Leptospirosis bacterium still haunts swimming holes | Science News

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50 Years Ago

Leptospirosis bacterium still haunts swimming holes

Excerpt from the May 14, 1966, issue of Science News

By
12:30pm, May 5, 2016
swimming hole in Oregon

SWIMMER, BEWARE  In the summer of 1966, Science News warned readers of the dangerous bacteria behind leptospirosis lurking in recreational water holes. It, and a deadly amoeba, are still risks today.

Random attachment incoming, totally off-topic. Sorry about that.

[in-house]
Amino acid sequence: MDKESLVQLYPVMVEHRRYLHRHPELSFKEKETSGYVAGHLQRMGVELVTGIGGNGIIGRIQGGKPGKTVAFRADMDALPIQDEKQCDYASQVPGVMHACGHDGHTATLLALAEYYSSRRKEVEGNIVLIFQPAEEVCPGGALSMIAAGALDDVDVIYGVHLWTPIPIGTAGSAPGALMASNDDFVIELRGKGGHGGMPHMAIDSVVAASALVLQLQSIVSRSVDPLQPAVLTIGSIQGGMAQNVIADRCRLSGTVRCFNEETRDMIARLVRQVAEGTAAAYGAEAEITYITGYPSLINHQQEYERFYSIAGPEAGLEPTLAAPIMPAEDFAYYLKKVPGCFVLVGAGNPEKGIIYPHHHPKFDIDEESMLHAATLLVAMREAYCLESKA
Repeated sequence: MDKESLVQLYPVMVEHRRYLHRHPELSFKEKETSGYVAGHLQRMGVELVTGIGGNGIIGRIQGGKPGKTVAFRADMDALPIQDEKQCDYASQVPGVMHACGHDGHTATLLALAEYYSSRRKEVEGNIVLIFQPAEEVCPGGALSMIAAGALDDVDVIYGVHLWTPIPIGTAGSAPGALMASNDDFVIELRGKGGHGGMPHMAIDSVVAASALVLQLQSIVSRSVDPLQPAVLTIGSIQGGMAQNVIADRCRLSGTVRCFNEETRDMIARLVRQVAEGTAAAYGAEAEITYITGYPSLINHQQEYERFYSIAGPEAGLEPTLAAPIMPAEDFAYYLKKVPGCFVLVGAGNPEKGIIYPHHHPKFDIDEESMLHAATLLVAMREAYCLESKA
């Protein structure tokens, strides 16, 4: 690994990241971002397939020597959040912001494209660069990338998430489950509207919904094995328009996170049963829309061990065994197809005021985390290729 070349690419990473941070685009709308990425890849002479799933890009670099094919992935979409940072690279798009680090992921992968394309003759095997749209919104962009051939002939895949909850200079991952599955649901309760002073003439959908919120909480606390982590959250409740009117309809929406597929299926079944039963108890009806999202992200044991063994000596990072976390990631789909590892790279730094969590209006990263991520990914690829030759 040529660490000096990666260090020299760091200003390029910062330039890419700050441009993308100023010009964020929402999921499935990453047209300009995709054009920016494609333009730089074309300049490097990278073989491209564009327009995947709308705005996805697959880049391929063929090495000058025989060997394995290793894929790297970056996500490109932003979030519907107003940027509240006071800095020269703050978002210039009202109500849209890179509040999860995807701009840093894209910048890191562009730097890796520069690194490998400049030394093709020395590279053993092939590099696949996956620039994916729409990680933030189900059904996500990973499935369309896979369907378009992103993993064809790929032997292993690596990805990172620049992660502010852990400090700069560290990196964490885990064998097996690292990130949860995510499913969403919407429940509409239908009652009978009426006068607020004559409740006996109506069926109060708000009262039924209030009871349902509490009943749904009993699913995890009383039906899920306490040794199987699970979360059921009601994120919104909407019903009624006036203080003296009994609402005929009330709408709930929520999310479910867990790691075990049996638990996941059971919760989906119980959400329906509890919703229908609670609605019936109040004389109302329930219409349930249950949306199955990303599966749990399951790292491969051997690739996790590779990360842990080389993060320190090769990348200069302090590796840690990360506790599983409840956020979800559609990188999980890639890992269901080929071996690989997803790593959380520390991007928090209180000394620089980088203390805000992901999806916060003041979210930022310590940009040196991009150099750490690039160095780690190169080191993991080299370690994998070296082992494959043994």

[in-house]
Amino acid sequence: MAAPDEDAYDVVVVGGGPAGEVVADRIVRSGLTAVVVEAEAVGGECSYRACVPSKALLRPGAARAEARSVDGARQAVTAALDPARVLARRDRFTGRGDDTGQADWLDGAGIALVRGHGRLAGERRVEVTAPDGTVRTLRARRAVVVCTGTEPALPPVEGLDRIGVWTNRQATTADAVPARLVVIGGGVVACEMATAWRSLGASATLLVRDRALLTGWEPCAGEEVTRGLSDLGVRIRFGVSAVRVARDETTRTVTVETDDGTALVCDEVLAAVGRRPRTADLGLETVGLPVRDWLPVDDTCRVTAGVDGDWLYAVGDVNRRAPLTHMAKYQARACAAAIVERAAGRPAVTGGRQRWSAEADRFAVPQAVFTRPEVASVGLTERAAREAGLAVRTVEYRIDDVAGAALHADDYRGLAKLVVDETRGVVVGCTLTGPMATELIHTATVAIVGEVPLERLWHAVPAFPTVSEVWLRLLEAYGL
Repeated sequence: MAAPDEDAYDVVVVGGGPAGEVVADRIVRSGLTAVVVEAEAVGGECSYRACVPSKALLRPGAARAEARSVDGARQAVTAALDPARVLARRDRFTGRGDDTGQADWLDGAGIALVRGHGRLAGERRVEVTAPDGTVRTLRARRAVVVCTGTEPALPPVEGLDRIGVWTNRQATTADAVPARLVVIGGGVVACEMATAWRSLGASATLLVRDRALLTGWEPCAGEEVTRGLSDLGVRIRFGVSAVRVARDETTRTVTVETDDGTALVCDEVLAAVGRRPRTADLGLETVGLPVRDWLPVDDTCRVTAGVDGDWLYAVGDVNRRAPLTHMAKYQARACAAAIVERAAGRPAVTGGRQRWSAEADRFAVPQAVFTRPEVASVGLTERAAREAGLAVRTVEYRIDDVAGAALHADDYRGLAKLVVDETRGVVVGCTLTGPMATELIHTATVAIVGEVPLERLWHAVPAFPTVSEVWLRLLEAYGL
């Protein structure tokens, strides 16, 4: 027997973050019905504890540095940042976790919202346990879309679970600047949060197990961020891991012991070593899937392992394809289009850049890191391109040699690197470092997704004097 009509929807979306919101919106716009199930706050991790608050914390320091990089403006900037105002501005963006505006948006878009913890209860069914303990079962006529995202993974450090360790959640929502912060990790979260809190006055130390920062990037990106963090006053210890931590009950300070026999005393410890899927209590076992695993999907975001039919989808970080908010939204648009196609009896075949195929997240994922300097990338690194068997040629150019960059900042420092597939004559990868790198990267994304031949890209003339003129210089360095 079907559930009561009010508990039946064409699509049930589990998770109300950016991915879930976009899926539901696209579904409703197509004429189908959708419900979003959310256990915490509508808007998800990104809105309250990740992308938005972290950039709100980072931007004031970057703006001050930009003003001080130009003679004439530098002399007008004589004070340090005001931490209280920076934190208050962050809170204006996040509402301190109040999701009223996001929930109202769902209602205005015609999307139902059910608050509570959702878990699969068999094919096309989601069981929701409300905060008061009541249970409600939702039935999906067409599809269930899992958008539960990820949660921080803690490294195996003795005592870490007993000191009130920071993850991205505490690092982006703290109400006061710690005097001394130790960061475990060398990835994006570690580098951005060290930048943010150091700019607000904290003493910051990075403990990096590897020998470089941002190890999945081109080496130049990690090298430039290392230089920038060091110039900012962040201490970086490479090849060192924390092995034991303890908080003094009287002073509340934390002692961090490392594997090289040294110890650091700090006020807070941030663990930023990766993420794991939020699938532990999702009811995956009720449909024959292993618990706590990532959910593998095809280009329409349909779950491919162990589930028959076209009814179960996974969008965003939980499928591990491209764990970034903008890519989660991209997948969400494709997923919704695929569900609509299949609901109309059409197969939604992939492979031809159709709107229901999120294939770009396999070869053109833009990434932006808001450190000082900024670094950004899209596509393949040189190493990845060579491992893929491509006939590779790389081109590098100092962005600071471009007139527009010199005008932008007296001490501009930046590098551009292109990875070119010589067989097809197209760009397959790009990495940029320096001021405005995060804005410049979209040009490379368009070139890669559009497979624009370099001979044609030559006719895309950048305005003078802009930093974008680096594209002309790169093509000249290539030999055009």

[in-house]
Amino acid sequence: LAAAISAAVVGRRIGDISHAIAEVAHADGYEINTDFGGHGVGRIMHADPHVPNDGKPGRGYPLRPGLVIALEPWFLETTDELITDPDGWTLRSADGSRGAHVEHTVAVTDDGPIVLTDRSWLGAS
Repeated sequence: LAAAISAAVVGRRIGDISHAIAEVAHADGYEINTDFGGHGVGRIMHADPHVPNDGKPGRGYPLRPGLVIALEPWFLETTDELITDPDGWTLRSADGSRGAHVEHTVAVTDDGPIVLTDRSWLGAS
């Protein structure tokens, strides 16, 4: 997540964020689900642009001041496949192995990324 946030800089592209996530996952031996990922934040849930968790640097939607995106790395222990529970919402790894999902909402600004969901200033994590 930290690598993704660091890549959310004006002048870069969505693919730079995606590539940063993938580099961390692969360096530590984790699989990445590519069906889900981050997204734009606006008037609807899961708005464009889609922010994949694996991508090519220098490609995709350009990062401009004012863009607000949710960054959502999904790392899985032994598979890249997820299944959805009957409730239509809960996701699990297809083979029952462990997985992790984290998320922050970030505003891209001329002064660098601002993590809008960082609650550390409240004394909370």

Danger in ‘swimming hole’  — As warm weather approaches, the old swimming hole will again beckon boys and girls in farm areas. But disease germs lurk in waters exposed to cattle and other animals…. One “swimming hole disease” called leptospirosis is caused by water-borne Leptospira pomona…. Warm summer temperatures are ideal for maintaining leptospiral organisms in water, and heavy rains may transport the organisms downstream.  — Science News, May 14, 1966

UPDATE

An estimated 100 to 200 people get leptospirosis annually in the United States. The

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